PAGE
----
Apr 15, 2021
Safely on Track
The innovative automated guided vehicle (AGV) from Staudinger GmbH Automatisierungstechnik performs well in a large automobile manufacturer's axle assembly plant. For its latest AGV development, the Bavarian company relies on high-performance sensor technology from Pepperl+Fuchs.
They are continuously in use, flexible, long established, and yet in the fast lane. The specialists for efficient, holistic intralogistics: Automated guided vehicles are indispensable in modern production and are used in numerous industries. The origin of these mobile all-arounders was in the automotive industry and it is undoubtedly a sector subject to some of the greatest transformation and automation. A large number of automated guided vehicles (AGV) perform different internal transport tasks and play a crucial role in optimizing speed, safety, and cost efficiency during ongoing operation. The AGV is being greatly hyped, especially in the context of Industry 4.0, and automotive manufacturers are not the only ones applying it in order to achieve lean, agile production plants. "To achieve top performance in this demanding and forward-looking industry, we need future-oriented solutions and continuous development," says Lothar Vohberger, Project Manager at Staudinger.
The Aim: An Innovative Masterpiece
Staudinger is a certified service provider of automation technology, whose product range includes a wide variety of systems, control technology, and automation solutions for various application areas. However, developing an AGV was something new for the specialist company based in Loiching, Germany. "This project is completely new territory for us," says Vohberger, who is currently on site at a production plant belonging to a major automobile manufacturer. The experienced project manager is surrounded by many specially developed AGVs, which are already reliably used in front axle and rear axle assembly.
We had high expectations for the new developments. Our main target was to develop an innovative AGV that was technically superior to our competitors.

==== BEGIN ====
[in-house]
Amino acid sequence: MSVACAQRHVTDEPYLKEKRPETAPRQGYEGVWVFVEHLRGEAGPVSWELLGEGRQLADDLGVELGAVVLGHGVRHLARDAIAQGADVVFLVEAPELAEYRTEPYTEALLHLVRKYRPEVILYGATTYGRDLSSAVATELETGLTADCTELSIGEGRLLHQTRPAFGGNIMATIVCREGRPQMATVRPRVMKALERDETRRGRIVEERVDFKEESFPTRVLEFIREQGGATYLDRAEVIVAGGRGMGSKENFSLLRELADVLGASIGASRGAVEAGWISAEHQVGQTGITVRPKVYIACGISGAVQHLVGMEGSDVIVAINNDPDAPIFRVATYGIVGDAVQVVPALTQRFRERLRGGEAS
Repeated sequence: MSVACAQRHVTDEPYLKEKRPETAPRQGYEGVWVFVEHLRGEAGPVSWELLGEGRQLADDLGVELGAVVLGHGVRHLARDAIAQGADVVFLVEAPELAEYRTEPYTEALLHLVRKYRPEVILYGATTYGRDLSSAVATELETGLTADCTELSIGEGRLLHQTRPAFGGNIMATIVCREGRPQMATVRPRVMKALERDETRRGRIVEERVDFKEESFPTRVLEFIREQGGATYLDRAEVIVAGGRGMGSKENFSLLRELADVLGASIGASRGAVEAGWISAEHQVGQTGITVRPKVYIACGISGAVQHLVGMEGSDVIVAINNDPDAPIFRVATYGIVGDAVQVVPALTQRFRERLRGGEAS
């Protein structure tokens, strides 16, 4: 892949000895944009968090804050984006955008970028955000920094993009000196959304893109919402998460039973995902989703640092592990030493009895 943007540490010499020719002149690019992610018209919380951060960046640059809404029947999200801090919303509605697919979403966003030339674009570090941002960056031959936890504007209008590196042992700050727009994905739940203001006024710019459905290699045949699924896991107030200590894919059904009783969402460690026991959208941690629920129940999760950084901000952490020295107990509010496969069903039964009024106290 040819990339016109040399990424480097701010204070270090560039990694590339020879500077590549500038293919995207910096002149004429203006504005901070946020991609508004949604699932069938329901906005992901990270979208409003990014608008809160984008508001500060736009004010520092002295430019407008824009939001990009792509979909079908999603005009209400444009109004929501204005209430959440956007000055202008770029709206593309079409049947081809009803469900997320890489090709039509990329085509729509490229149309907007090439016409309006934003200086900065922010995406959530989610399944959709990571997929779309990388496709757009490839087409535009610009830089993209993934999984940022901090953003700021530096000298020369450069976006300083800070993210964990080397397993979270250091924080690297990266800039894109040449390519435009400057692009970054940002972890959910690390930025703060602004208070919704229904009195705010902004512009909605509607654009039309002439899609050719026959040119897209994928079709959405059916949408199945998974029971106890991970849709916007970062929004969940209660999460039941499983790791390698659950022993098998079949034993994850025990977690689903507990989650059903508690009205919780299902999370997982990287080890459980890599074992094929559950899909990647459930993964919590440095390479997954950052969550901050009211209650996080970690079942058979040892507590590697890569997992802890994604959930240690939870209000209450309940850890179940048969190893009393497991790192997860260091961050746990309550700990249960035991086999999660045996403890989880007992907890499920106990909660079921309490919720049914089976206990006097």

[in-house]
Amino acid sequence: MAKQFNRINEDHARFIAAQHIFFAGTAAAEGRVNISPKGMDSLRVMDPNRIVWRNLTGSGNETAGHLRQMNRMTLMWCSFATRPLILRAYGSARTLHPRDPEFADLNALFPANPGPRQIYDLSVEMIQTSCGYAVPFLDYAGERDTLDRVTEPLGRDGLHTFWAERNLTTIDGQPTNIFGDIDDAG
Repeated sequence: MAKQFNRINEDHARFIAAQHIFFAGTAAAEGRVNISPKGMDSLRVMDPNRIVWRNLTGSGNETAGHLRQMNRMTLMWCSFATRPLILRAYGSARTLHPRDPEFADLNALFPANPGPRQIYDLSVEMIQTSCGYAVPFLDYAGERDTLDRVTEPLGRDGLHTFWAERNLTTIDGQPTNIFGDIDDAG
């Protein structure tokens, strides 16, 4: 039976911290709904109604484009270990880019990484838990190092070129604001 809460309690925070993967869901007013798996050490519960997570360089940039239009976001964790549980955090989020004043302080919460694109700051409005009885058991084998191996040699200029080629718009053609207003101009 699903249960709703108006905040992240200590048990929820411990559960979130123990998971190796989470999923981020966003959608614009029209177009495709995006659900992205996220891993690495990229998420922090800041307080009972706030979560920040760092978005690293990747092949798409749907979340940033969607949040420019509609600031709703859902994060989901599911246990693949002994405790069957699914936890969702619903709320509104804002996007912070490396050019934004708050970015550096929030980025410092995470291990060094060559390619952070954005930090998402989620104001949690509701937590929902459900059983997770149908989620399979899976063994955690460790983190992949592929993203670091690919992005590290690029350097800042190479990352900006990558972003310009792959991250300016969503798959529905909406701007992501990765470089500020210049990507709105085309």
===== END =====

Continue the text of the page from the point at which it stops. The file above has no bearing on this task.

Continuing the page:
"We already have a number of years of experience in the automotive industry and the associated plant technology to draw on," explains Vohberger, adding, "The design of an AGV, on the other hand, was a completely new and exciting challenge." There was no equivalent standard solution from other manufacturers for the specific use required by the end customer. An AGV solution tailored to the requirements was developed in close cooperation between Staudinger and its customer.
Before beginning the development phase, various questions needed to be answered: Which specific tasks does the AGV have to complete? Are there any particular requirements for integrity and adaptability? What type of environment will the system be used in and what will be transported? "The integrated sensor technology plays a key role in all of these aspects," says Vohberger. "We had high expectations for the new developments. We did not want to rely on outdated technology. On the contrary, our main target was to develop an innovative AGV that was technically superior to our competitors," he explains, looking enthusiastically at the numerous mobile helpers autonomously making their way along the automobile manufacturer's production line. "In the field of sensor technology, we rely on the specialists at Pepperl+Fuchs."
Customized AGV solution for the automotive industry
Equipped with the PGV positioning system and safePGV for safety-critical areas, Staudinger's AGVs navigate through the production plant.
The information is passed directly to the control system. Here in the picture you can see the paths and stations covered by AGVs in the plant.
Putting Practical Experience into Practice
Staudinger's AGV goes through about 100 work cycles until the front and rear axle have been fully assembled. It reliably transports the workpieces from one workstation to the next. For smooth navigation, the AGV is equipped with sensors from Pepperl+Fuchs. The focus is on the positioning system Position Guided Vision, or PGV for short. "As the world's first DataMatrix positioning system, it combines color band tracking and exact positioning via DataMatrix codes in a single device, enabling impressive precision and efficient manufacturing processes," says Thomas Menzer, Key Account Manager at Pepperl+Fuchs. The PGV read head, consisting of a 2-D camera system with an integrated lighting unit, reliably tracks the colored code bands on the floor of the automobile manufacturer's production hall. Even tight curves, reflective surfaces, and damaged or dirty code bands or tracking codes do not affect the sensor.